successfully completed the Schengen evaluation process; the Council will discuss accession in

Finally the Commission presented the main findings from the first six months of monitoring the
impact of granting visa liberalisation to the Western Balkans. Even though the large majority of
travellers are bona fide, there had been a high number of unfounded asylum applications in certain. Member States relating to minority populations (especially Roma). The Commission underlined that the Western Balkan countries were starting to address these problems. A number of follow-up measures would now be necessary, including targeted information campaigns, increased use of border controls and entry bans, and targeted assistance to minority populations.

Following Mixed Committee Interior Ministers held a lunchtime discussion on asylum where the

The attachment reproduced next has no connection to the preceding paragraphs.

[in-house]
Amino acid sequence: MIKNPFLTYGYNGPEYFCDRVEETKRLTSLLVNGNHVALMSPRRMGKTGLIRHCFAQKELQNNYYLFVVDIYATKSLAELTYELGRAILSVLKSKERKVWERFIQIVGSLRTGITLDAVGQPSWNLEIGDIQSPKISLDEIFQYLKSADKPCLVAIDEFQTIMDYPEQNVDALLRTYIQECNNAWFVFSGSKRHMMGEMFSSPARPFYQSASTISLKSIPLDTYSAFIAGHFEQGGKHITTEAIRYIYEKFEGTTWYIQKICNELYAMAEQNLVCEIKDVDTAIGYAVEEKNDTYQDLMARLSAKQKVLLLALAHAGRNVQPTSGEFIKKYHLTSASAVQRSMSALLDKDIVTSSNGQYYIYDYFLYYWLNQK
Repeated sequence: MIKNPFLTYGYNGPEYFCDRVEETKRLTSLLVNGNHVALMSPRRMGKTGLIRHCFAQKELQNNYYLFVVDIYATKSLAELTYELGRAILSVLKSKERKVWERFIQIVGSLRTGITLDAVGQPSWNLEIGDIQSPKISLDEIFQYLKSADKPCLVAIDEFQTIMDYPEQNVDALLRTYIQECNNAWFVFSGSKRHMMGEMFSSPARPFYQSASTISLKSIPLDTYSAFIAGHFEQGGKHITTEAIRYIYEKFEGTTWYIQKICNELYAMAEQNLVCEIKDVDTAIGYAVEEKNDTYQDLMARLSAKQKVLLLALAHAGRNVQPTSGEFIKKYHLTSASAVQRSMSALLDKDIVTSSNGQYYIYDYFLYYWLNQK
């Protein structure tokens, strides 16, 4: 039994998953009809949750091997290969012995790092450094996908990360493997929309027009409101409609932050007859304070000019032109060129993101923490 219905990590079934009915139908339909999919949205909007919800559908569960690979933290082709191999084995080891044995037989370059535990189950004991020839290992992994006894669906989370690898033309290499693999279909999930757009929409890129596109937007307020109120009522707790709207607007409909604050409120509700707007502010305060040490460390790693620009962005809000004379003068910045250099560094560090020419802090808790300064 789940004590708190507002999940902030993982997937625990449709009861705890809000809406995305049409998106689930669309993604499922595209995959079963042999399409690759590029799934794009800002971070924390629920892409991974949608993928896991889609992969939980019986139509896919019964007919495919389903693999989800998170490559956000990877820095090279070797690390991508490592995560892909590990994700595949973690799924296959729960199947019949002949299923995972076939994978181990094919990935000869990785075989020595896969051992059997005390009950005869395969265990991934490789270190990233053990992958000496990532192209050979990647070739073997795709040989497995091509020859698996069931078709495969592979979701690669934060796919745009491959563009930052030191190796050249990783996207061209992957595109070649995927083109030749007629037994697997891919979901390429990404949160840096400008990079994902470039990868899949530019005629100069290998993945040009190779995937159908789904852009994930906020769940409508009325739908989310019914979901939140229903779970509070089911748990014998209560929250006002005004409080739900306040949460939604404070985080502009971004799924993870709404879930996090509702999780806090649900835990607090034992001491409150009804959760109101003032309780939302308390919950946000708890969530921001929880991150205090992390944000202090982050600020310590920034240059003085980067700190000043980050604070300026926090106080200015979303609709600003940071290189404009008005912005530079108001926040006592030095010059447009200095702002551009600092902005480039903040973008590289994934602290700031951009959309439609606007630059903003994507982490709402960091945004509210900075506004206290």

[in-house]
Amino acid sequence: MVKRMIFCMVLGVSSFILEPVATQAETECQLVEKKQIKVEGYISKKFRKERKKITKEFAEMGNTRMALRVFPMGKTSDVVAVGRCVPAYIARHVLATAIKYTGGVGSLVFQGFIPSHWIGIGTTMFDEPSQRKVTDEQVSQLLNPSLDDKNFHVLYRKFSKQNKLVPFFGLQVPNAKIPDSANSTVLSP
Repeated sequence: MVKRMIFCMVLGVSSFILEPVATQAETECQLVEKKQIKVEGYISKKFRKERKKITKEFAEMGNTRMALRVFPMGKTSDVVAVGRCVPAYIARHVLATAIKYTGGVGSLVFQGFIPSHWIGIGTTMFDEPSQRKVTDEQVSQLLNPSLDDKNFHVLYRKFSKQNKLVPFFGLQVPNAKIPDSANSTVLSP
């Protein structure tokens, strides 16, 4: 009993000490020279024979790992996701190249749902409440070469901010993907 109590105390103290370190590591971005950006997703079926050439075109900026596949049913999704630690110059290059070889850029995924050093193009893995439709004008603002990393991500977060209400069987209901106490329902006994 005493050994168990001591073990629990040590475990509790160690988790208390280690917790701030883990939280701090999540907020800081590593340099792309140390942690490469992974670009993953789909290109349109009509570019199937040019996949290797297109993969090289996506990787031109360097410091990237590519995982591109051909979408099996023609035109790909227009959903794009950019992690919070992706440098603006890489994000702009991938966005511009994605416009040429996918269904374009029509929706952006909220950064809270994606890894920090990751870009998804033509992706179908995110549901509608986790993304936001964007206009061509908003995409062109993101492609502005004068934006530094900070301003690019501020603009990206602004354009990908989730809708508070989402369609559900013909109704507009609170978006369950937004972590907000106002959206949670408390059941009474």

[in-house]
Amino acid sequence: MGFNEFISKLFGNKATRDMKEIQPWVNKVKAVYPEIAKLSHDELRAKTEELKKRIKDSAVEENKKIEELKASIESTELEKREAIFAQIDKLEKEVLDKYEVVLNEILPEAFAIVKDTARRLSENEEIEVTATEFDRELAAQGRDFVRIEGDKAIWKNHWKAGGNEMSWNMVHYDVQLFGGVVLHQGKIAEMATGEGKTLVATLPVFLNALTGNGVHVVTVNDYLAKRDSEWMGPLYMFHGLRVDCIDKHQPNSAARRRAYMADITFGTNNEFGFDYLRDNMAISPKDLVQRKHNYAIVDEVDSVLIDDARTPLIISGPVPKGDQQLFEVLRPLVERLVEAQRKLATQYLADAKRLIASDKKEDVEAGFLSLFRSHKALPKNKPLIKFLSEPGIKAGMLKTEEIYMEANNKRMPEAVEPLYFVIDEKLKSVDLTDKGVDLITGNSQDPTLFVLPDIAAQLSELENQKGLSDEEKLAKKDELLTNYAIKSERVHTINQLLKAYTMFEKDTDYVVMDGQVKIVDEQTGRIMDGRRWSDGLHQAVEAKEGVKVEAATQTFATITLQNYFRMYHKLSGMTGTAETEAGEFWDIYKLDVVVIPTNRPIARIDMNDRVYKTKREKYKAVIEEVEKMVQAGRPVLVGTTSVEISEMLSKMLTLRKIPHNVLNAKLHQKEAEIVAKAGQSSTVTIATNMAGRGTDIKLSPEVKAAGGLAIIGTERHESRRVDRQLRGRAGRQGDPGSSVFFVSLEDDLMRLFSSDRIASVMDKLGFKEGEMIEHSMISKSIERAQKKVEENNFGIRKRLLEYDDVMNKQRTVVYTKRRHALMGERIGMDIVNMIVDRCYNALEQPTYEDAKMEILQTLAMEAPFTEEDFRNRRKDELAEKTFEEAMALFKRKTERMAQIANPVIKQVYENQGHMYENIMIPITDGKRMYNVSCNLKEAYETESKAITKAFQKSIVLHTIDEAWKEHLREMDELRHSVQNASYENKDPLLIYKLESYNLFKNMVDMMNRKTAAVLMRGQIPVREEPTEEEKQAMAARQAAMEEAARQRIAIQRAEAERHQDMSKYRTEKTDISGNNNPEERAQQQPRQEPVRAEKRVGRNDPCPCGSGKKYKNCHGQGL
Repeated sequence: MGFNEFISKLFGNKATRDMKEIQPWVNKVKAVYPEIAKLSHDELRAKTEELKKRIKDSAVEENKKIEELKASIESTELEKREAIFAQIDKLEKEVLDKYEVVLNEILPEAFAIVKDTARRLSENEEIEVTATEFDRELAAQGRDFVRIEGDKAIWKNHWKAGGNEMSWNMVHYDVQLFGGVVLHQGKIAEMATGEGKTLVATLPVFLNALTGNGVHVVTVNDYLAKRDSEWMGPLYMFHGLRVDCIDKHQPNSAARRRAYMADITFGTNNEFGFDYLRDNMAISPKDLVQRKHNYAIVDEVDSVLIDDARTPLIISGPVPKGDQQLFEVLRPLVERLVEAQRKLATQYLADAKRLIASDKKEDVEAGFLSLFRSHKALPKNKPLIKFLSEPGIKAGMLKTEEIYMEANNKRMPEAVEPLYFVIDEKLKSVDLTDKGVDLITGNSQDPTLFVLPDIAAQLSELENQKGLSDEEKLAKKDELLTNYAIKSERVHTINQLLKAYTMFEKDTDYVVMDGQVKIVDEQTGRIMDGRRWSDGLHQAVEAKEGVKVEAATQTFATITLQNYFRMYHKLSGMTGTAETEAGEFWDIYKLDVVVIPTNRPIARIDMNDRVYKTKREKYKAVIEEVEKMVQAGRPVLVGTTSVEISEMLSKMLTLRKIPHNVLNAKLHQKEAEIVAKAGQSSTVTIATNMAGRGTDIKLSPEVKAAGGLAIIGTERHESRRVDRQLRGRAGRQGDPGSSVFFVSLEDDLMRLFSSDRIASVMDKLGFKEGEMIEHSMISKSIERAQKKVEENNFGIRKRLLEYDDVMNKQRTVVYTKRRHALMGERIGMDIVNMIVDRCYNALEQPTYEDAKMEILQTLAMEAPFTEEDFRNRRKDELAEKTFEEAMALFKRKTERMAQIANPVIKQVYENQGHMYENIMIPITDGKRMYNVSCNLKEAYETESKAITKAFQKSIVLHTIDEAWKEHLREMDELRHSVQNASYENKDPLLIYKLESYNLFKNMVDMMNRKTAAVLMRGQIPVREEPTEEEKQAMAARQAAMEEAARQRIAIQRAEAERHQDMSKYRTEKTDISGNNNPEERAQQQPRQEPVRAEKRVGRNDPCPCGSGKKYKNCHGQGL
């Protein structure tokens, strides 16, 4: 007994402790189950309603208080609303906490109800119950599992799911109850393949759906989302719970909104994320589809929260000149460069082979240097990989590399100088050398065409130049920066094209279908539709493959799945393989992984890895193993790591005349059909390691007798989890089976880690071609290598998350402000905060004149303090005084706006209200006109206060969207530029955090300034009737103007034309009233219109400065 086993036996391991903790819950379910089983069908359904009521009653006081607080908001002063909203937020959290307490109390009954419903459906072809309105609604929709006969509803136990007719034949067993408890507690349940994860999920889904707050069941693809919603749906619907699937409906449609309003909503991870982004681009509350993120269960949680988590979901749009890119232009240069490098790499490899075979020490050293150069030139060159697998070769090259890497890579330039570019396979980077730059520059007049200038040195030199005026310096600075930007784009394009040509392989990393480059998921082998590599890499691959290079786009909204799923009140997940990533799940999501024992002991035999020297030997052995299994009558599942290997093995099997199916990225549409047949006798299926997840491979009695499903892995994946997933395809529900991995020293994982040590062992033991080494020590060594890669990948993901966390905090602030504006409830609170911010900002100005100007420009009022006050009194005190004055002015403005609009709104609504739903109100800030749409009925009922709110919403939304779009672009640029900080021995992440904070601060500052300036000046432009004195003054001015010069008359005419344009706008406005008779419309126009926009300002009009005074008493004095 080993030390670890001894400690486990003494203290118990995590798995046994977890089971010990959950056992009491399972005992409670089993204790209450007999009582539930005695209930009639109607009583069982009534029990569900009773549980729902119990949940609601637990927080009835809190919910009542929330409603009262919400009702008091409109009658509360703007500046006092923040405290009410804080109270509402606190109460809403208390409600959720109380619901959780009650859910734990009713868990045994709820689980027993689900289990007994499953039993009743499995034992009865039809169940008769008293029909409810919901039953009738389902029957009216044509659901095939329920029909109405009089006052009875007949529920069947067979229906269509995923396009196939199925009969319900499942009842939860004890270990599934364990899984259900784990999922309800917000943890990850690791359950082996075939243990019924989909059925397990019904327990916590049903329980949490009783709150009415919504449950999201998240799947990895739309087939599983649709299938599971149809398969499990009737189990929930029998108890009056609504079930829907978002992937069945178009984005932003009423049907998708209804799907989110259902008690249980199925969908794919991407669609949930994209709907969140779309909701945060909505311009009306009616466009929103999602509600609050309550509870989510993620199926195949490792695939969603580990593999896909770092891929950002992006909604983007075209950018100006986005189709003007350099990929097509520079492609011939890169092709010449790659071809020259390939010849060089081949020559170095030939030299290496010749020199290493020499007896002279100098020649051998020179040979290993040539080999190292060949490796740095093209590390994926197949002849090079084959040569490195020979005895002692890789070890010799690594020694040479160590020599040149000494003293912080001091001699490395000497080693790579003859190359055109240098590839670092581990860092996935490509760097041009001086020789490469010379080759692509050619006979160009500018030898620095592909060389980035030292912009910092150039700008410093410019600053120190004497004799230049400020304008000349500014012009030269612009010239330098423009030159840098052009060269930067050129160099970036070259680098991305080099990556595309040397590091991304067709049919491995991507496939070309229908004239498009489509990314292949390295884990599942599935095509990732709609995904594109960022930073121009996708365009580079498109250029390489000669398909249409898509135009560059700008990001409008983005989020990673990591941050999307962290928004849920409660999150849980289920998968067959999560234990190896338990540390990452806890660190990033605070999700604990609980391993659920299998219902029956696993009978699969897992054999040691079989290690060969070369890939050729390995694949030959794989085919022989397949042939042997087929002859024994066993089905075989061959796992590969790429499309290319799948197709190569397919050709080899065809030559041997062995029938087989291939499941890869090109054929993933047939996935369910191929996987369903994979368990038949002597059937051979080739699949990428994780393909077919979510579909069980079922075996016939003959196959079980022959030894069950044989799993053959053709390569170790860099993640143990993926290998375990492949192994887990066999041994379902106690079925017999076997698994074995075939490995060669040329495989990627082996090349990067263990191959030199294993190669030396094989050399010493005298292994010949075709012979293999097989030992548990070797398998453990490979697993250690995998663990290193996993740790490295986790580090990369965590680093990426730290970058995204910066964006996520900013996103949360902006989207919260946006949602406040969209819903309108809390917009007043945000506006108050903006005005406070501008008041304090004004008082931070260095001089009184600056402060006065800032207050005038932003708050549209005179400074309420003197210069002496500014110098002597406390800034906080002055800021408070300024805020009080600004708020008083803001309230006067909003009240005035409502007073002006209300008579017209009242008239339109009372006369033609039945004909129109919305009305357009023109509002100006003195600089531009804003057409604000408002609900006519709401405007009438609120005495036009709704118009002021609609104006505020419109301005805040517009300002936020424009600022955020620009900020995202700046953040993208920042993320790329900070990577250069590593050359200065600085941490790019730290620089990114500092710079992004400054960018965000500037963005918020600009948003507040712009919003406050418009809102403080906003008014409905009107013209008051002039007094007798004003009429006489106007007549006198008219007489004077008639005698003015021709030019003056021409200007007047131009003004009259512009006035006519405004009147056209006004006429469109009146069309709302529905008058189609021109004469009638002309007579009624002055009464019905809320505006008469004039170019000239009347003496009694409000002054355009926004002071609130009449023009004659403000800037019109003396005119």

Commission presented revised proposals to amend the Procedures and Reception Conditions
Directives. The upcoming Polish Presidency said all their efforts would be focused on agreeing at
least a core of a common system by 2012. The UK reiterated that a common asylum system would
not be in the UK’s national interest.

After lunch, the Council resumed with the Commission giving a short update on three legal
migration Directives: seasonal workers, intra-corporate transferees and the single permit for
residence and work on which they hoped the electronic storage of data would allow a way
forward. The UK is not participating in these measures.

Next the Council agreed Conclusions on establishing priorities in the fight against organised crime